The proposed Almaden Ranch Retail Center, to be located at the intersection of Almaden Expressway and State Route 85 in San Jose, is causing concerns among residents, who fear increased traffic, air pollution and noise.
A bent blue folder on the third floor of the city council tower struggles to hold over 150 emails, memos, suggestions and letters in place, and this is only from a two-week period in August. Most say the same thing—stop Almaden Ranch.
The city plans to rezone the 43.5-acre site, allowing construction of up to 400,000 square feet of commercial space. Current draft plans show 16 retail stores with the inclusion of one big-box chain store, although no leases have been signed. Also included in the project is a plan to extend Cherry Avenue to connect with the north end of Sanchez Drive.
On Feb. 22, the planning commission met to certify the environmental impact report’s final draft and a planned development rezoning permit. Commission members approved both after a six-hour meeting. San Jose City Council is scheduled to rule on the plans March 20.
All this takes time, though, and Santa Clara County has already started to add a lane to Almaden Expressway, helping to mitigate future, potential traffic. Nearby residents don’t like what they’ve seen and say that approval of the project could make things much worse.
A resident of San Jose, Marie R., wrote an email sent to Janis Moore, manager for the environmental impact report, saying she was both “appalled” and “horrified” about “overloaded commercial sites, traffic and congestion.” San Jose has received many similar criticisms.
Another resident, Virginia Taylor, wrote that “dogs and other pets have been hit on Almaden” and the increased traffic will put more pets and children in danger. Thirty-five residents have signed a community letter demanding an expanded traffic study, more research on economic effects and further efforts to mitigate noise. The Gol family sent a letter together, protesting the possibility of a Walmart moving into the largest retail site.
But not all of the complaints are of the same nature. Two members from the Envision San Jose 2040 Task Force expressed concern that the project conflicts with San Jose’s General Plan. The task force includes 33 residents, city council members, private business owners and public employees entrusted with drafting San Jose’s general plan. The general plan—an evolving document that sets goals for the city’s ongoing development—was revised and approved in December 2011. The general plan focuses on creating neighborhoods, sustainable design, improved transportation, multipurpose building, environmental preservation and more.
Gerry DeYoung, president of Ruth and Going Inc., the civil engineering firm attached to the Almaden project, explained that the plans have changed over the past year to be in “greater conformance” with the general plan. “The main concern was how does this plan fit into something that hasn’t been adopted yet?” DeYoung asked, referring to the objections prior to the general plan’s revision. Altered is a decision to move the buildings back 25 feet to allow for “pedestrian connectivity, bioswales, and more green areas,” DeYoung said.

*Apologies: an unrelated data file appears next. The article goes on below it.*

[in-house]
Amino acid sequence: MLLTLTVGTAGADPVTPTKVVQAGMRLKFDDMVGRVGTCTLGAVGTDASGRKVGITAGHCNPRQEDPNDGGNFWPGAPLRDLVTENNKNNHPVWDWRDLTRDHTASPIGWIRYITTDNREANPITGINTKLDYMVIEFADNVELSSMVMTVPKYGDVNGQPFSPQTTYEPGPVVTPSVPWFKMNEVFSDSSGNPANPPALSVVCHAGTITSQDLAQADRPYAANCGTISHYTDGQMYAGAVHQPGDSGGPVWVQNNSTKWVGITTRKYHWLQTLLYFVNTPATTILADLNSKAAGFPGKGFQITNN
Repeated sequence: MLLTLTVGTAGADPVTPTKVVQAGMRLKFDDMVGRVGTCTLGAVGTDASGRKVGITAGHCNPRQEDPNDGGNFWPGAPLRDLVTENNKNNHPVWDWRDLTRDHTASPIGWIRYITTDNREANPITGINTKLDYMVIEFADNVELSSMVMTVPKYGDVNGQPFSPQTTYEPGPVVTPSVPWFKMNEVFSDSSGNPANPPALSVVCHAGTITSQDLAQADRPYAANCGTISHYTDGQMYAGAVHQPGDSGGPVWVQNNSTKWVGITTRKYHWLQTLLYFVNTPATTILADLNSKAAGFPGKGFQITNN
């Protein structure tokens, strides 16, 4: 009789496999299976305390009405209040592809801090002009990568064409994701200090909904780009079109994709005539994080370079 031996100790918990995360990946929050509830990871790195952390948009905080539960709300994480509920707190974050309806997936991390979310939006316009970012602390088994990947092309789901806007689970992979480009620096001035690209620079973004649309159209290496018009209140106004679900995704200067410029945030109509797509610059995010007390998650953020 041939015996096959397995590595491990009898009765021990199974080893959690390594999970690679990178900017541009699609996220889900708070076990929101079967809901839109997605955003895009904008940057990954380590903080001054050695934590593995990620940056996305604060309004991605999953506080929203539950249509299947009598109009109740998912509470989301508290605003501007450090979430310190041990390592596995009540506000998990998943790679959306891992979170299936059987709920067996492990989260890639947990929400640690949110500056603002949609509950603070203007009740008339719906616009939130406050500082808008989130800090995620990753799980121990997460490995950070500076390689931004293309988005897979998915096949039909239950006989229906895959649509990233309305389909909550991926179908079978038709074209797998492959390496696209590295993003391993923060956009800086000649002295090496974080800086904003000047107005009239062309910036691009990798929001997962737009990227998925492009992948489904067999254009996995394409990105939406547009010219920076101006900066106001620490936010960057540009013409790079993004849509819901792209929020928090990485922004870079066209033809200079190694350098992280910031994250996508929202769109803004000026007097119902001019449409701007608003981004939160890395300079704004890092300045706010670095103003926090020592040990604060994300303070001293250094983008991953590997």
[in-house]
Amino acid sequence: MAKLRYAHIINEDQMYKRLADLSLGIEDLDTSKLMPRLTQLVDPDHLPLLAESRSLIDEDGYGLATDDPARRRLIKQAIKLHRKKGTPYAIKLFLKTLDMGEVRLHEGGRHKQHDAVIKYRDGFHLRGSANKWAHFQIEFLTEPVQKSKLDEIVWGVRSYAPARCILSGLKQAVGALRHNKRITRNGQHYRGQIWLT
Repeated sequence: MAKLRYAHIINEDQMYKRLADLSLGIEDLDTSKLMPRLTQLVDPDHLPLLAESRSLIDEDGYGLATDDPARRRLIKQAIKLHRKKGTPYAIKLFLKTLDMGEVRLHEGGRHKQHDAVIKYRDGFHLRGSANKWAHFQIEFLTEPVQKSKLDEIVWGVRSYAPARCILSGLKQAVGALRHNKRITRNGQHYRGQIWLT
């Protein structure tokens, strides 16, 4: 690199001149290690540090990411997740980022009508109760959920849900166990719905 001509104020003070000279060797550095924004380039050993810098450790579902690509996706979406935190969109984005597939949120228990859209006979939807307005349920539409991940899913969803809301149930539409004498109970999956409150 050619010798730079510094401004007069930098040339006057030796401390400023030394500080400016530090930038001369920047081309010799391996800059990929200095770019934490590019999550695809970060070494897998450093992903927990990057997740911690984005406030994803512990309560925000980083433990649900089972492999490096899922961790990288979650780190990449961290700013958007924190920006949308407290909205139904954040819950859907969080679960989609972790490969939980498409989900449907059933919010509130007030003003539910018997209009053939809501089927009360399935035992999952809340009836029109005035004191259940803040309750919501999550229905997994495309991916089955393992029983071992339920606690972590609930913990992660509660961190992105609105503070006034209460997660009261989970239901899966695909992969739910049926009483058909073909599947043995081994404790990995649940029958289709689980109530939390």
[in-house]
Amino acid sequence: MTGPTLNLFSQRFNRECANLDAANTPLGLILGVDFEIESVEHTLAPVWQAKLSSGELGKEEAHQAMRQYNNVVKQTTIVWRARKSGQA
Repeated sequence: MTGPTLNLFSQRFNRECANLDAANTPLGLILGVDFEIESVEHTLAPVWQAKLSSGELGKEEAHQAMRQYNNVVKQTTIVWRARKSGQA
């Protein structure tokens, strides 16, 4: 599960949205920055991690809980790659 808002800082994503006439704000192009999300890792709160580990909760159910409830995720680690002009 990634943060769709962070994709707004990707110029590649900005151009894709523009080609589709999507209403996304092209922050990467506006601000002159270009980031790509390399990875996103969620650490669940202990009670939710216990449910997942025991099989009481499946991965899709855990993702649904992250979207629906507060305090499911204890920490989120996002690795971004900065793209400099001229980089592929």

The bioswales DeYoung mentioned are installments within the parking lots that drain surface runoff water. In this case, the water will drain to a collection basin that will filter the water and recycle it into the northern part of the site, near the Guadalupe River. The bioswales at the site will have vegetation planted within.
In January, DeYoung spoke about an addition named the Village Green. This roughly 6,000-square-foot space would provide an area for customers of stop-and-go food stores to sit and congregate.
While Ruth and Going Inc. is changing its drafted plans to address public concern, the project still has obstacles to overcome. M.R. Wolfe and Associates, a consulting firm for private land use, wrote to the city about what he called the inadequacy of the initial environmental impact report. The memo referred to the lack of analysis on the effects of a new shopping center potentially closing down other businesses and leaving behind vacant lots and buildings.
The planning commission denied certification for the environmental impact report’s first draft, citing a need for analysis on “urban decay”—specifically what M.R. Wolfe and Associates referred to in their memo. A second draft was completed last December. The planning commission certified the third and final draft this week.
An environmental impact report, required by the California Environmental Quality Act, is necessary for all planned development in the state. The report details the effects of construction on the natural and built landscape.
Some residents’ opinions of the project changed with the altered plans. The Erikson Neighborhood Association, located near the project, produced a wish list in August asking for “a main-street feel, upscale, unique restaurants, more outdoor spaces, and a plan to take advantage of the riverfront space.” The neighborhood association recently narrowed its focus to interest in a “bicycle pedestrian bridge over the Guadalupe River,” association president David Noel said. DeYoung said the neighborhood association has been cooperative and attentive in scheduling meetings with its residents.
“The goal in most developers is to try to find as much community support as possible,” DeYoung said. Sometimes that means finding a middle ground between what people want and the vision of the project, he said. DeYoung recounted a meeting in which a member of the public “came to his defense about the decisions being made.”
“When you get to the point when you have individual community members defending the plan,” DeYoung said, “that’s good; you’ve come a long way, baby.”